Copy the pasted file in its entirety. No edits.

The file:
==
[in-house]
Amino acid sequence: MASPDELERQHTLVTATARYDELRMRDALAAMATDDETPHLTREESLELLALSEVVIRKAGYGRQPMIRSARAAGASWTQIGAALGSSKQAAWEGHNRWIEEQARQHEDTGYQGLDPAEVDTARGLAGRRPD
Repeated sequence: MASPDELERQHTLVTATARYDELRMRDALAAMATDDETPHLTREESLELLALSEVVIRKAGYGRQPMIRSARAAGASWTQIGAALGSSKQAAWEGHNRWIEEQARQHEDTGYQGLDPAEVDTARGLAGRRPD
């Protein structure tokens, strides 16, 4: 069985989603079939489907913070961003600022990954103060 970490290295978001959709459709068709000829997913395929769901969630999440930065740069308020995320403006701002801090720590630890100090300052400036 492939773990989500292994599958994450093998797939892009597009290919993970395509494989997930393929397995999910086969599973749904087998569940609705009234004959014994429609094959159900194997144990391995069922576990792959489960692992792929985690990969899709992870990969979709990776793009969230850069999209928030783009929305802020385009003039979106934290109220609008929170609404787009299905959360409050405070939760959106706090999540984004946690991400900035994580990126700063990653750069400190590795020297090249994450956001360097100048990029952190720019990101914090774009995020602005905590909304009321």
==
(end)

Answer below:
[in-house]
Amino acid sequence: MASPDELERQHTLVTATARYDELRMRDALAAMATDDETPHLTREESLELLALSEVVIRKAGYGRQPMIRSARAAGASWTQIGAALGSSKQAAWEGHNRWIEEQARQHEDTGYQGLDPAEVDTARGLAGRRPD
Repeated sequence: MASPDELERQHTLVTATARYDELRMRDALAAMATDDETPHLTREESLELLALSEVVIRKAGYGRQPMIRSARAAGASWTQIGAALGSSKQAAWEGHNRWIEEQARQHEDTGYQGLDPAEVDTARGLAGRRPD
């Protein structure tokens, strides 16, 4: 069985989603079939489907913070961003600022990954103060 970490290295978001959709459709068709000829997913395929769901969630999440930065740069308020995320403006701002801090720590630890100090300052400036 492939773990989500292994599958994450093998797939892009597009290919993970395509494989997930393929397995999910086969599973749904087998569940609705009234004959014994429609094959159900194997144990391995069922576990792959489960692992792929985690990969899709992870990969979709990776793009969230850069999209928030783009929305802020385009003039979106934290109220609008929170609404787009299905959360409050405070939760959106706090999540984004946690991400900035994580990126700063990653750069400190590795020297090249994450956001360097100048990029952190720019990101914090774009995020602005905590909304009321």